|Still from "Breaking Ground: The Story of the London Irish Women's Centre"|
On Friday, July 12 you’ll have a wonderful alternative to the watching the endless lines of bowler-hatted Orange men parading to a big drumbeat on the Internet and on satellite news.
If you’re in New York, why not pop down to the Irish Center in Long Island City, Queens to see a contrasting image of what’s possible when spirited Irish women decide to make a difference to their community.
Breaking Ground: The Story of the London Irish Women's Centre , directed by Dublin-born artist and editor Michelle Deignan, is the absorbing tale of what happened when droves of suddenly displaced young Irish women began arriving in London in the hopes of making a new life for themselves.
As the film shows, the biting recession of the eighties in Ireland compelled many of them to emigrate, but there were deeper privations at work too.
The Catholic Church’s grip on the politics and culture of the nation, and in consequence on the daily lives and choices of Irish women, copper-fastened an oppression so pervasive it seemed impossible to dislodge.
For many women London seemed to offer an opportunity to live a life free of clerical interference.
It also offered a measure of economic independence from the often conservative and controlling expectations of Irish families.
Whatever the allure was, there’s no doubt that throughout the eighties Irish women emigrated to London in their droves, and towards the end of the decade they made up an astonishing 10 percent of the capital's female population. Whatever was driving them out was working.
In the past Irish county societies in London had offered new emigrants a necessary hand up.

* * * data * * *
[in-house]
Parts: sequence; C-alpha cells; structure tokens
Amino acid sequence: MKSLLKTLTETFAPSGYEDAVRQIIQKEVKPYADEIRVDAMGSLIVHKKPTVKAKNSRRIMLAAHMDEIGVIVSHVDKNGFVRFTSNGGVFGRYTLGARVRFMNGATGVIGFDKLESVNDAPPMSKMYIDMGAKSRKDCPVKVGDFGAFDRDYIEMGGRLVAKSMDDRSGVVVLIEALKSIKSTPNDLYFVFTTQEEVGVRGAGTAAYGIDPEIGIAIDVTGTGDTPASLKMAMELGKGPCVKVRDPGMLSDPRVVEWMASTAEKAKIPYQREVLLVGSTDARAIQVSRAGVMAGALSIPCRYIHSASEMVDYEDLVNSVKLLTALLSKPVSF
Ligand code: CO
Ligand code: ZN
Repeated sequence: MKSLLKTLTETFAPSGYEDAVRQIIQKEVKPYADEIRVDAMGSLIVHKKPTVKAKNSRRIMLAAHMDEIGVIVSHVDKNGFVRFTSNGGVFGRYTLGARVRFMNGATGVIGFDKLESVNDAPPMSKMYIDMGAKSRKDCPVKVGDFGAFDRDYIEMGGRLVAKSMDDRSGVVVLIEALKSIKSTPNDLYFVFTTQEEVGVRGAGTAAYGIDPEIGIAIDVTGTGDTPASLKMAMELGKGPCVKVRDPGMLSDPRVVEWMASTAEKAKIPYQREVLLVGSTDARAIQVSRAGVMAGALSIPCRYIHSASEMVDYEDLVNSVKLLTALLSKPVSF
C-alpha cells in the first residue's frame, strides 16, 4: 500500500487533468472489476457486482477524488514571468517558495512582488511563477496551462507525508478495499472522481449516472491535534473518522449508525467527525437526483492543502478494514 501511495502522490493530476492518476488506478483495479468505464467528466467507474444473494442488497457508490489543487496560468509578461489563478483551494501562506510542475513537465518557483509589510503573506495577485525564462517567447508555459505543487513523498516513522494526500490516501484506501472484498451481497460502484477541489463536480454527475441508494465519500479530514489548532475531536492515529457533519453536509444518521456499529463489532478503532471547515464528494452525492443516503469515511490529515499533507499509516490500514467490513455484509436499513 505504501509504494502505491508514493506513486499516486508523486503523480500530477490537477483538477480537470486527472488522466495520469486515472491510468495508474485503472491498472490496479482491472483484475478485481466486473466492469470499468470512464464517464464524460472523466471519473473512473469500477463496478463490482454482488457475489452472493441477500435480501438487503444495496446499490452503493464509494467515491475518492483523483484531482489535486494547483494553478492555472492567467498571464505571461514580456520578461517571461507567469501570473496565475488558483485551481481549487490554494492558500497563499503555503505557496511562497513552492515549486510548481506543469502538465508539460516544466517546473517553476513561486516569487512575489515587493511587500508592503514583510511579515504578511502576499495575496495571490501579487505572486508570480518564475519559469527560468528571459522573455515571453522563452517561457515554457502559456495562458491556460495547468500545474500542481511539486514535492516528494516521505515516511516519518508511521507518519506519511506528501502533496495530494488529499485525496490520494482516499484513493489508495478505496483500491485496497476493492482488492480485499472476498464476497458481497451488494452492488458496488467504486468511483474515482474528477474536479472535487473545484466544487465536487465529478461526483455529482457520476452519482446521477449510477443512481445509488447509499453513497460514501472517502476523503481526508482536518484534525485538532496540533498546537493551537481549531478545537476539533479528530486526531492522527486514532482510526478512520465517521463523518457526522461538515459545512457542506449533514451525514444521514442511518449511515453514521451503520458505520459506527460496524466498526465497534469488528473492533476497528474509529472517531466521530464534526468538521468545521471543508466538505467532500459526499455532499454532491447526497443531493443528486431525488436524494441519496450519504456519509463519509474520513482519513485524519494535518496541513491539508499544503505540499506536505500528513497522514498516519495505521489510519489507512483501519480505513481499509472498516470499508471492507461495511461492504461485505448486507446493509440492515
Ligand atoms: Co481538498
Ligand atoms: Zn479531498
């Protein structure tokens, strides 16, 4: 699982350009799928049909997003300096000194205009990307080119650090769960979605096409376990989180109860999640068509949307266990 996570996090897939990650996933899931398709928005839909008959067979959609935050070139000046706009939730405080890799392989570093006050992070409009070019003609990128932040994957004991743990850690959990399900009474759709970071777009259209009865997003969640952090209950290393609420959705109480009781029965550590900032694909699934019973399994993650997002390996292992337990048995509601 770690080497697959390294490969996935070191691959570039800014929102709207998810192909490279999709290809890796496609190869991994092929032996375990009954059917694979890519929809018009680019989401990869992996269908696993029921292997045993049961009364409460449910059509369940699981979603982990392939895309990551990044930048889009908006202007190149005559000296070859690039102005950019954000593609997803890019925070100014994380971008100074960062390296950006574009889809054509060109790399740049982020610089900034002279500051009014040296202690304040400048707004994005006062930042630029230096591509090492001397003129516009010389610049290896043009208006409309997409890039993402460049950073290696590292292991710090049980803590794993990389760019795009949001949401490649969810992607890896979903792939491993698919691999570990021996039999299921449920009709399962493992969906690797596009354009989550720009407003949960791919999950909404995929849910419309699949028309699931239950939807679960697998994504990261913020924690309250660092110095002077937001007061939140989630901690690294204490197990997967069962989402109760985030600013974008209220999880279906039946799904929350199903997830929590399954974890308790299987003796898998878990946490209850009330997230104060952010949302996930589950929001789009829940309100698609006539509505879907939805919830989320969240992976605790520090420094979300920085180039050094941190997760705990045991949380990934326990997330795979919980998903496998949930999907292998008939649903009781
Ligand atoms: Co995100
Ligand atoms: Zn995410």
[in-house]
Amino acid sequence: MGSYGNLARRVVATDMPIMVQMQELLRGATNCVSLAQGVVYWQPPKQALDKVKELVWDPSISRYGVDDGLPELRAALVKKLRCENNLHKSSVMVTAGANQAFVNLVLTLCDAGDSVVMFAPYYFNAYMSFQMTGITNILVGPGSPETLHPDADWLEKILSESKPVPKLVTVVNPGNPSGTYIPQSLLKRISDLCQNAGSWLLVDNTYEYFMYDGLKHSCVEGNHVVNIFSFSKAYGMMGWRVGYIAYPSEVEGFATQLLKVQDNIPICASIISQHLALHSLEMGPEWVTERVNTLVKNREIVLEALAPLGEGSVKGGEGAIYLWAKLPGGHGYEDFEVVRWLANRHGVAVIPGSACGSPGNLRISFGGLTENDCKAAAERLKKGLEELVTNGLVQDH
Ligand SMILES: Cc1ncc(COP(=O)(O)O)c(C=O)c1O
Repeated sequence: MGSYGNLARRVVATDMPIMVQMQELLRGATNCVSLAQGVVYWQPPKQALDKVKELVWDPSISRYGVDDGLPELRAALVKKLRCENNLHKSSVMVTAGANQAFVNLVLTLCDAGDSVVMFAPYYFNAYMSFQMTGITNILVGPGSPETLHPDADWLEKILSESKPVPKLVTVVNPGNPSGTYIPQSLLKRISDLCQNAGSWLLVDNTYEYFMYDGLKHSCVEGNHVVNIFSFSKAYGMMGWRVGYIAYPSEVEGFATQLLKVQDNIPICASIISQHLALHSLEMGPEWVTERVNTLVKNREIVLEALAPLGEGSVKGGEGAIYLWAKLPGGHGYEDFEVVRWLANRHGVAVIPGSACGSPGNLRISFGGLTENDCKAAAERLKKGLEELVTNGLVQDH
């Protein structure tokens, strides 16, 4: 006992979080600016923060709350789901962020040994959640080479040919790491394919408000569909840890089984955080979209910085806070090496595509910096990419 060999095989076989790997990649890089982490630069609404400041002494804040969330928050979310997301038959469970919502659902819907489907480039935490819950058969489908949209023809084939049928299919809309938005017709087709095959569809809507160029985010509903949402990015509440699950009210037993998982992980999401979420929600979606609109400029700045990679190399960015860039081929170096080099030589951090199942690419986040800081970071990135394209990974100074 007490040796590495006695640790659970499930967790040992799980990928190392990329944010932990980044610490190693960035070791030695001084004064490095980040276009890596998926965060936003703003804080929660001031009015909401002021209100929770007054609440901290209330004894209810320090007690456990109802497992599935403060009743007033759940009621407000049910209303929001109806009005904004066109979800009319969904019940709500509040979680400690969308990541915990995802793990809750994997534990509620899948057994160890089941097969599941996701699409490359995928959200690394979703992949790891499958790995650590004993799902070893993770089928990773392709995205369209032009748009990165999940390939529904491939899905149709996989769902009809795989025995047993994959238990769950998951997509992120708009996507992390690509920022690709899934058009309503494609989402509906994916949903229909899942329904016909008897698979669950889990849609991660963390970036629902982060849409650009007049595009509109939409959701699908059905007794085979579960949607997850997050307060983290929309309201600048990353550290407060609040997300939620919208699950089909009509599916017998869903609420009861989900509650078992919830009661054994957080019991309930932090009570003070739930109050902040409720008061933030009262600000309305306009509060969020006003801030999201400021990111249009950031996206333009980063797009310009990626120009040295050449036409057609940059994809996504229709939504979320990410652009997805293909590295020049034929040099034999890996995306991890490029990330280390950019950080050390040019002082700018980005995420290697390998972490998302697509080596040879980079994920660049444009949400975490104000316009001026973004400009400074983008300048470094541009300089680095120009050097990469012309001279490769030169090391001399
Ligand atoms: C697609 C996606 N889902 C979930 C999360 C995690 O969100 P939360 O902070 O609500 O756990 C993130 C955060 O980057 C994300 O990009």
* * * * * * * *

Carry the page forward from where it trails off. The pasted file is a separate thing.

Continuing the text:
But this new generation of arriving Irish women found that the welcome had strings attached.
In particular, they discovered that the attitudes and ways of life they had sought to escape were being faithfully replicated overseas.
So in the end the creation of London Irish Women's Centre, a self-described radical organization located in Stoke Newington, provided thousands of Irish women with the community they were actually seeking throughout its long life from 1983 until 2012.
But the center didn’t just exist to help the new arrivals. It also successfully sought to represent and support previous generations of Irish women in London.
It insisted on doing this on its own terms of course, without clerical or government interference shaping or attempting to influence its agenda.
By creating an alternative cultural and political space for women to be Irish, they found for the first time a place to discuss and make public the issues that were pertinent to both women in Ireland and Irish women in London.
They didn’t do all this in a vacuum, the film shows.
There was a strong and serious backdrop of anti-Irish racism to contend with from within the U.K. There was also pushback from the more conservative Irish community in London.
But the center persevered and it began to carve out a new space for discussions to occur where previously there had only been silence. Chief among the grievances was the fact that Irish women were among the most disadvantaged ethnic and gender groups in terms of housing and employment.
As the film shows, what the London Irish Women's Centre did was tackle all the inequalities and difficulties faced by Irish women in London, actively agitating for change and providing practical services to support Irish women to live daily lives along the way.
Last year Deignan was approached by Claire Barry, the director of the London Irish Women’s Centre, to make a film about it.
“She was actually in process of winding up the center,” Deignan tells the Irish Voice. “It wasn’t
sustainable in terms of maintaining its funding anymore. It was single ethnicity; single gender and it had been going for 29 years. So they were in the process of changing its mission but they were very keen to document what it had been.”
Deignan understood what a remarkable opportunity it represented and almost immediately said yes. Initially she planned to make a 30-minute film, but she discovered the source material, which included original videos of the conferences held by the group in the eighties and nineties, made it twice as long.
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